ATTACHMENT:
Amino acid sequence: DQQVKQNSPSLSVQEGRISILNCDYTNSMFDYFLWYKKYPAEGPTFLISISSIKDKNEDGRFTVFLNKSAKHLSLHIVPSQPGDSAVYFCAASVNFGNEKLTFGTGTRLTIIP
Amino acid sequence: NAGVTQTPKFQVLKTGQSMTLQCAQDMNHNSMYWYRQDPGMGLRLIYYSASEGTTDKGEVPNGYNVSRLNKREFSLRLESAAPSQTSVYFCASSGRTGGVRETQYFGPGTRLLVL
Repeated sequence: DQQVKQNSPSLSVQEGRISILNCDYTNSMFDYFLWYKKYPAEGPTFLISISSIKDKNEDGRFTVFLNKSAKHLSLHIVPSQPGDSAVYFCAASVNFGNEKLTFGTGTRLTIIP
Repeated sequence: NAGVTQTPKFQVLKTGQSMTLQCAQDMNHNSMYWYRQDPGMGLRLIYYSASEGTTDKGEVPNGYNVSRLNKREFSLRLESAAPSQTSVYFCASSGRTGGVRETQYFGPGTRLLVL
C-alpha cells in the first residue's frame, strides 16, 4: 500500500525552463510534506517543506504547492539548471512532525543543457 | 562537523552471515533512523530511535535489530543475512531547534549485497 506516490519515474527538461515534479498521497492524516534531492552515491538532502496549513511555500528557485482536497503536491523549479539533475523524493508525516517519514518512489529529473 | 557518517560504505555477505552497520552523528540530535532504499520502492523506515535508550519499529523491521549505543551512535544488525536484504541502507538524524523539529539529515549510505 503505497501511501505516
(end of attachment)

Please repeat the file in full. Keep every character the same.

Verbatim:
Amino acid sequence: DQQVKQNSPSLSVQEGRISILNCDYTNSMFDYFLWYKKYPAEGPTFLISISSIKDKNEDGRFTVFLNKSAKHLSLHIVPSQPGDSAVYFCAASVNFGNEKLTFGTGTRLTIIP
Amino acid sequence: NAGVTQTPKFQVLKTGQSMTLQCAQDMNHNSMYWYRQDPGMGLRLIYYSASEGTTDKGEVPNGYNVSRLNKREFSLRLESAAPSQTSVYFCASSGRTGGVRETQYFGPGTRLLVL
Repeated sequence: DQQVKQNSPSLSVQEGRISILNCDYTNSMFDYFLWYKKYPAEGPTFLISISSIKDKNEDGRFTVFLNKSAKHLSLHIVPSQPGDSAVYFCAASVNFGNEKLTFGTGTRLTIIP
Repeated sequence: NAGVTQTPKFQVLKTGQSMTLQCAQDMNHNSMYWYRQDPGMGLRLIYYSASEGTTDKGEVPNGYNVSRLNKREFSLRLESAAPSQTSVYFCASSGRTGGVRETQYFGPGTRLLVL
C-alpha cells in the first residue's frame, strides 16, 4: 500500500525552463510534506517543506504547492539548471512532525543543457 | 562537523552471515533512523530511535535489530543475512531547534549485497 506516490519515474527538461515534479498521497492524516534531492552515491538532502496549513511555500528557485482536497503536491523549479539533475523524493508525516517519514518512489529529473 | 557518517560504505555477505552497520552523528540530535532504499520502492523506515535508550519499529523491521549505543551512535544488525536484504541502507538524524523539529539529515549510505 503505497501511501505516